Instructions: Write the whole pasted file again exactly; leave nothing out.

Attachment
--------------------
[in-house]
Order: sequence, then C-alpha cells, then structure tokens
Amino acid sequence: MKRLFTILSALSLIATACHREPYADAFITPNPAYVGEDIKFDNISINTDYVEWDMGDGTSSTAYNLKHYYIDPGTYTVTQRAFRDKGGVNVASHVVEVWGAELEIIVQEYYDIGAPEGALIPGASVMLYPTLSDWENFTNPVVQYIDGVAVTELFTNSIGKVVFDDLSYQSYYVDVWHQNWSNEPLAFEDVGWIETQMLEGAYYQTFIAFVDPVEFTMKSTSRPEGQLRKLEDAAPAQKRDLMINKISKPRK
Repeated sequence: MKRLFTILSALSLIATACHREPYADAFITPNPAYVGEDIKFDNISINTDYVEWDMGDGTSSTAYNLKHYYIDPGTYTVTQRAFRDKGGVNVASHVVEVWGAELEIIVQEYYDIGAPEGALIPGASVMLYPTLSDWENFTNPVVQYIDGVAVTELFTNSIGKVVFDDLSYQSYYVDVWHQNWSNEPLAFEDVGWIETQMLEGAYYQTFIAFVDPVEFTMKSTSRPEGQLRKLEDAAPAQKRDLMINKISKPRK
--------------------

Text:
[in-house]
Order: sequence, then C-alpha cells, then structure tokens
Amino acid sequence: MKRLFTILSALSLIATACHREPYADAFITPNPAYVGEDIKFDNISINTDYVEWDMGDGTSSTAYNLKHYYIDPGTYTVTQRAFRDKGGVNVASHVVEVWGAELEIIVQEYYDIGAPEGALIPGASVMLYPTLSDWENFTNPVVQYIDGVAVTELFTNSIGKVVFDDLSYQSYYVDVWHQNWSNEPLAFEDVGWIETQMLEGAYYQTFIAFVDPVEFTMKSTSRPEGQLRKLEDAAPAQKRDLMINKISKPRK
Repeated sequence: MKRLFTILSALSLIATACHREPYADAFITPNPAYVGEDIKFDNISINTDYVEWDMGDGTSSTAYNLKHYYIDPGTYTVTQRAFRDKGGVNVASHVVEVWGAELEIIVQEYYDIGAPEGALIPGASVMLYPTLSDWENFTNPVVQYIDGVAVTELFTNSIGKVVFDDLSYQSYYVDVWHQNWSNEPLAFEDVGWIETQMLEGAYYQTFIAFVDPVEFTMKSTSRPEGQLRKLEDAAPAQKRDLMINKISKPRK